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AUMFCubaIranIslamic StateRussiaUkraineFriday, February 20, 2015

Jeb Bush Lays out Limited Foreign Policy Vision

Jeb Bush Lays out Limited Foreign Policy Vision February 20, 2015 On Wednesday, Jeb Bush laid out the foreign policy framework for his anticipated presidential campaign in a speech at the Chicago Council on Global Affairs. Bush’s remarks covered a broad range of subjects, and while he identified many of the pressing international challenges facing the United States, his remarks lacked clarity or solutions. As the presidential race moves forward, the national security debate will require more depth of understanding on issues including resolving Iran’s nuclear program, addressing the threat from the Islamic State, the fighting in Ukraine, normalizing relations with Cuba, and ongoing Pentagon spending debates, and we will look for candidates that back up emerging positions with effective policies. Bush doesn’t seem to… Read More ›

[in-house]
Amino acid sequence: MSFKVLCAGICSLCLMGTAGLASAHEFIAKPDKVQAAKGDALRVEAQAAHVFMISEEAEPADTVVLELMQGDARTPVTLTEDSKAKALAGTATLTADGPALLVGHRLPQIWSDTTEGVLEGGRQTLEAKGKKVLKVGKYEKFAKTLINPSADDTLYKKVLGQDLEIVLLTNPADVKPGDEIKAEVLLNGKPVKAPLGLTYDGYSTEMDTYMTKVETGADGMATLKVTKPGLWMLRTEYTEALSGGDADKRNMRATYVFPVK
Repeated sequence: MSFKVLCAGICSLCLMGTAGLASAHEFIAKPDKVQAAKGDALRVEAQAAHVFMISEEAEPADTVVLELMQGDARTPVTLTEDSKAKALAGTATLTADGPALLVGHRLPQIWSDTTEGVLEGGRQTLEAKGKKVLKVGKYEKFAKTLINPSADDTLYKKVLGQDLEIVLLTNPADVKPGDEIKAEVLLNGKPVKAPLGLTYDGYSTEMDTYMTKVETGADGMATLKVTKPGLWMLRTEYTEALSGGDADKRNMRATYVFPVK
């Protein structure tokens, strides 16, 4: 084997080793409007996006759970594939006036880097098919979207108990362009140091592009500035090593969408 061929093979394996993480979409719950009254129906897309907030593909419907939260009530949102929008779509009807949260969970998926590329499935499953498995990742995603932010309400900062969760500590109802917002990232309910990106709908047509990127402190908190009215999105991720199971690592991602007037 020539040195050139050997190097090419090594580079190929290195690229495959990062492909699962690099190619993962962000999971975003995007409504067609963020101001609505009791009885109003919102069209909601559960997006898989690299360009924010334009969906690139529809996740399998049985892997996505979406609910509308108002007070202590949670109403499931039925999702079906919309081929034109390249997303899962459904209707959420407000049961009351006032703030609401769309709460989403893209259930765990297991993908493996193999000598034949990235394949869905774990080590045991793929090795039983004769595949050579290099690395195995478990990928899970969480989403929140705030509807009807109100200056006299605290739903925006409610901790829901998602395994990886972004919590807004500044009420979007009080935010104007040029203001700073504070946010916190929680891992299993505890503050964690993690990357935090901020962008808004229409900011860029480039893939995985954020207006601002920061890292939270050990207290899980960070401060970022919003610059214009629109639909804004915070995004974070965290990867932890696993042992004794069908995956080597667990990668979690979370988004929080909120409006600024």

Asia RebalanceCongressCubaIranT-TIPTPPWednesday, January 21, 2015

Implementing Obama’s “Smarter Kind of American Leadership”

Implementing Obama’s “Smarter Kind of American Leadership” Last night, President Obama in his State of the Union address touched on a host of national security issues of critical importance to the United States and international community. While his discussion of national security was broad, a key theme running through his address was the forward-looking need to reinforce America’s global position and security in the 21stcentury by emphasizing diplomatic and economic power. This “smarter kind of American leadership” applies to a number of issues, but the President’s comments on Asia, Iran, Cuba, trade strategy, and climate security in particular demonstrate the value of careful and relentless global engagement to producing results. Now armed with a clear agenda, the Administration and Congress need to work together to… Read More ›

AUMFCubaIranIslamic StateRussiaT-TIPTPPUkraineTuesday, January 6, 2015